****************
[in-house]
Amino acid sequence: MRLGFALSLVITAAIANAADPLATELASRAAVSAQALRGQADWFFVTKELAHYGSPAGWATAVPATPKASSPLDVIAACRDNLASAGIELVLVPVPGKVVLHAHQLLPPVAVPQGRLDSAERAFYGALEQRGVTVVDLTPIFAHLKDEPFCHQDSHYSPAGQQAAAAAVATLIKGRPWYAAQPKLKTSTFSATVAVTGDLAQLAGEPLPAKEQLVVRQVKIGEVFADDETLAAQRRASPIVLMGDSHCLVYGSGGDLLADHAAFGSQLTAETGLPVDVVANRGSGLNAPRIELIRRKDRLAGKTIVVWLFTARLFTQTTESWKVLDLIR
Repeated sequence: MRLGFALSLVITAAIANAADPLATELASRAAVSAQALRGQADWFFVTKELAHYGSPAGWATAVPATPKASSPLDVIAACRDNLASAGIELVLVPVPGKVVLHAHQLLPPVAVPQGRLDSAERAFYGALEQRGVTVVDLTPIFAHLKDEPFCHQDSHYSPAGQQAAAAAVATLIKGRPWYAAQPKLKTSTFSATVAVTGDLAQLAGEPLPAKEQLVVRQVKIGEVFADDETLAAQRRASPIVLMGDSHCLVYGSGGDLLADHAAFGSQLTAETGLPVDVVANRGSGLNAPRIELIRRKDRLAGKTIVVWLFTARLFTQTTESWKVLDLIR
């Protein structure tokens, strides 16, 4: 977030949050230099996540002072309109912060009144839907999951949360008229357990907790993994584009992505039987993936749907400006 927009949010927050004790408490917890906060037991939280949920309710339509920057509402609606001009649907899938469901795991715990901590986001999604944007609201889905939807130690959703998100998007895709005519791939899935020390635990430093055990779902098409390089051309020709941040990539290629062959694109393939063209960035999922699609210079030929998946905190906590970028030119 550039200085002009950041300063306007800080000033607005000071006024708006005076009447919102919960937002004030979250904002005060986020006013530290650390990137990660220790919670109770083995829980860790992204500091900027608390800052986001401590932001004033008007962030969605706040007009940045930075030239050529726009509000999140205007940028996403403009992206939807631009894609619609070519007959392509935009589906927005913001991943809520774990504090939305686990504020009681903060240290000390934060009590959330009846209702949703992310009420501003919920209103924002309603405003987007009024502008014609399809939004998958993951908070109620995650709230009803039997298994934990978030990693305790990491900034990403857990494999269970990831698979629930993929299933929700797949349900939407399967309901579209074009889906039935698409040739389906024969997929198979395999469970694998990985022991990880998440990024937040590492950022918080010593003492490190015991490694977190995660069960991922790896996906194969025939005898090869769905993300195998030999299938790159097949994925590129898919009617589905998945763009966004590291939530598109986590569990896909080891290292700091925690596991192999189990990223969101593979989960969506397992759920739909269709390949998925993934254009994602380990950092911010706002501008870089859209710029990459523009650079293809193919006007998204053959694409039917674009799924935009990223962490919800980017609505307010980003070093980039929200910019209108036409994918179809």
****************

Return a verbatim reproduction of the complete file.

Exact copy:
[in-house]
Amino acid sequence: MRLGFALSLVITAAIANAADPLATELASRAAVSAQALRGQADWFFVTKELAHYGSPAGWATAVPATPKASSPLDVIAACRDNLASAGIELVLVPVPGKVVLHAHQLLPPVAVPQGRLDSAERAFYGALEQRGVTVVDLTPIFAHLKDEPFCHQDSHYSPAGQQAAAAAVATLIKGRPWYAAQPKLKTSTFSATVAVTGDLAQLAGEPLPAKEQLVVRQVKIGEVFADDETLAAQRRASPIVLMGDSHCLVYGSGGDLLADHAAFGSQLTAETGLPVDVVANRGSGLNAPRIELIRRKDRLAGKTIVVWLFTARLFTQTTESWKVLDLIR
Repeated sequence: MRLGFALSLVITAAIANAADPLATELASRAAVSAQALRGQADWFFVTKELAHYGSPAGWATAVPATPKASSPLDVIAACRDNLASAGIELVLVPVPGKVVLHAHQLLPPVAVPQGRLDSAERAFYGALEQRGVTVVDLTPIFAHLKDEPFCHQDSHYSPAGQQAAAAAVATLIKGRPWYAAQPKLKTSTFSATVAVTGDLAQLAGEPLPAKEQLVVRQVKIGEVFADDETLAAQRRASPIVLMGDSHCLVYGSGGDLLADHAAFGSQLTAETGLPVDVVANRGSGLNAPRIELIRRKDRLAGKTIVVWLFTARLFTQTTESWKVLDLIR
């Protein structure tokens, strides 16, 4: 977030949050230099996540002072309109912060009144839907999951949360008229357990907790993994584009992505039987993936749907400006 927009949010927050004790408490917890906060037991939280949920309710339509920057509402609606001009649907899938469901795991715990901590986001999604944007609201889905939807130690959703998100998007895709005519791939899935020390635990430093055990779902098409390089051309020709941040990539290629062959694109393939063209960035999922699609210079030929998946905190906590970028030119 550039200085002009950041300063306007800080000033607005000071006024708006005076009447919102919960937002004030979250904002005060986020006013530290650390990137990660220790919670109770083995829980860790992204500091900027608390800052986001401590932001004033008007962030969605706040007009940045930075030239050529726009509000999140205007940028996403403009992206939807631009894609619609070519007959392509935009589906927005913001991943809520774990504090939305686990504020009681903060240290000390934060009590959330009846209702949703992310009420501003919920209103924002309603405003987007009024502008014609399809939004998958993951908070109620995650709230009803039997298994934990978030990693305790990491900034990403857990494999269970990831698979629930993929299933929700797949349900939407399967309901579209074009889906039935698409040739389906024969997929198979395999469970694998990985022991990880998440990024937040590492950022918080010593003492490190015991490694977190995660069960991922790896996906194969025939005898090869769905993300195998030999299938790159097949994925590129898919009617589905998945763009966004590291939530598109986590569990896909080891290292700091925690596991192999189990990223969101593979989960969506397992759920739909269709390949998925993934254009994602380990950092911010706002501008870089859209710029990459523009650079293809193919006007998204053959694409039917674009799924935009990223962490919800980017609505307010980003070093980039929200910019209108036409994918179809």